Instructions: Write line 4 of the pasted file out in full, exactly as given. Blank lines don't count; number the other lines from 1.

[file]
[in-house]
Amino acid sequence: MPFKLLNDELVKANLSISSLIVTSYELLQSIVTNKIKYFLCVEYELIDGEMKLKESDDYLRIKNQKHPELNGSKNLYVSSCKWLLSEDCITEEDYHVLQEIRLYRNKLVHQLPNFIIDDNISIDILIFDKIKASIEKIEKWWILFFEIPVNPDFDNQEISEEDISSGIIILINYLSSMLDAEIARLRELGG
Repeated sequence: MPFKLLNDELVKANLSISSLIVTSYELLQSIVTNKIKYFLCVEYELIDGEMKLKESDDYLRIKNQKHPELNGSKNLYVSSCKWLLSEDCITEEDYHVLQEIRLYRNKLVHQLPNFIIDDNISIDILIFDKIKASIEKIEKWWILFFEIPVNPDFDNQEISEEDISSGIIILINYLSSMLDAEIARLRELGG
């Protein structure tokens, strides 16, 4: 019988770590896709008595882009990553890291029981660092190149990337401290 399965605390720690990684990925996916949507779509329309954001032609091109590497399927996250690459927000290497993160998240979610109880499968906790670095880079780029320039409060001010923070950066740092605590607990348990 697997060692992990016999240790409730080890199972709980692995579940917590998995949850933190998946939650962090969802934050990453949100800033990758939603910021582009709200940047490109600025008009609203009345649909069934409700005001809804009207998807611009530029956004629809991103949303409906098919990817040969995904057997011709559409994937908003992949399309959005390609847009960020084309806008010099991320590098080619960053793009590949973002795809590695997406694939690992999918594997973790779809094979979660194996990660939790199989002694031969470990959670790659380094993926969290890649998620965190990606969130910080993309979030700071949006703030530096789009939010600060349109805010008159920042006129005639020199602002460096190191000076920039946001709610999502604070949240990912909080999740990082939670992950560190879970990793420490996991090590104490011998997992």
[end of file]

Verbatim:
């Protein structure tokens, strides 16, 4: 019988770590896709008595882009990553890291029981660092190149990337401290 399965605390720690990684990925996916949507779509329309954001032609091109590497399927996250690459927000290497993160998240979610109880499968906790670095880079780029320039409060001010923070950066740092605590607990348990 697997060692992990016999240790409730080890199972709980692995579940917590998995949850933190998946939650962090969802934050990453949100800033990758939603910021582009709200940047490109600025008009609203009345649909069934409700005001809804009207998807611009530029956004629809991103949303409906098919990817040969995904057997011709559409994937908003992949399309959005390609847009960020084309806008010099991320590098080619960053793009590949973002795809590695997406694939690992999918594997973790779809094979979660194996990660939790199989002694031969470990959670790659380094993926969290890649998620965190990606969130910080993309979030700071949006703030530096789009939010600060349109805010008159920042006129005639020199602002460096190191000076920039946001709610999502604070949240990912909080999740990082939670992950560190879970990793420490996991090590104490011998997992």